“Where the tunnel boring machine is meant to go through the diaphragm wall, the steel reinforcement is replaced by stable and at the same time, easily machinable glass fibre reinforcement,” explains Faustin Gaufillet, who is the technical sales manager for Schöck’s special reinforcement, Combar, in France. “It is crucial for the bars to be resilient enough and for their glass fibres to be protected from the corrosive effect of the alkaline concrete.” This is the only way to ensure that the minimum useful life of 100 years, which is so often demanded in tunnel construction projects, can be achieved safely.
Approval as an alternative to reinforcing steel
However, there is no international standard for special applications such as the soft eye construction to date. Approvals on a case by case basis are customary, but they are often time consuming and costly. Schöck Combar is the only glass reinforced plastic bar to have general technical approval from the German Institute of Construction Technology (DIBt) since 2008. The process is similar to the European Technical Assessment (ETA). Moreover, Schöck brings a lot of international technical expertise in planning and implementation to the table, which greatly simplified the approval process in Paris which is based on Eurocodes (EC).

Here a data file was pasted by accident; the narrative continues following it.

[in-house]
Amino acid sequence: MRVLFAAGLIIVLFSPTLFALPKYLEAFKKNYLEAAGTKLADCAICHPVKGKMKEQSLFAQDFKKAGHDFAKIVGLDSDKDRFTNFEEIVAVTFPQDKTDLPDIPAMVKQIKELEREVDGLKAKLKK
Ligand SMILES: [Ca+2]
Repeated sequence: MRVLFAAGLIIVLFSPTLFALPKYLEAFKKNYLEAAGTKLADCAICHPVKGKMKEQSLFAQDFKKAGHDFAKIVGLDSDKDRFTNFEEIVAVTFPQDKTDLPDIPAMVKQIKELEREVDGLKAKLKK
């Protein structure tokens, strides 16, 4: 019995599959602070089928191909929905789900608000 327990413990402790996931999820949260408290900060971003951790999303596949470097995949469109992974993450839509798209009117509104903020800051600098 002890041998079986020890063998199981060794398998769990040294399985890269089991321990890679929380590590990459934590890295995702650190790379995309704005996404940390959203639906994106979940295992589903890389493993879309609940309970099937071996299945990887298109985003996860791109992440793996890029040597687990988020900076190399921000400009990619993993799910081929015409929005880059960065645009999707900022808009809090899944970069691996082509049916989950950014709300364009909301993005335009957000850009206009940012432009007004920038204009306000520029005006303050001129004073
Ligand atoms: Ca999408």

There are historical reasons for this: Combar (from “composite rebar”) was developed in the 1990's by Schöck, specifically as an alternative to reinforcing steel. Bars of between 8 and 25 millimetres nominal diameter have a certified long-term tensile strength of 580 N/mm2 and a design stress of 445 N/mm2. These values are valid for all applications and a service life of 100 years. Combar can be used where steel reaches its limits: where there are particular demands in terms of electromagnetic or thermal insulation, chemical resistance or machinability.
High load bearing capacity and efficiency
“Combar is used especially where long durability, high rigidity and formidable load bearing capacity are required,” explains Faustin Gaufillet from Schöck. “The latter reduces the amount of material needed at the same time: We were able to more than halve the number of glass fibre reinforcement bars required to absorb the loads in the 40 metre deep diaphragm walls in Paris using Combar compared to the other bidder and also come well below the material quantity stated in the tender documents. This speeds up the construction time, ensures a more even flow of concrete as a result of the greater distances between bars and reduces construction costs.”
Approximately 8,500 kilograms of Combar were used for the reinforcing cages per diaphragm wall in Paris. It is quick and easy to install the glass fibre bars with wire or cable ties. The cage is then taken to the construction site and placed in the excavated slots with the aid of a crane which are then filled with concrete using the tremie method. Around 150 cubic metres of concrete were needed for a single one of these diaphragm wall lamellae. It took up to half a day to pour the concrete for one lamella.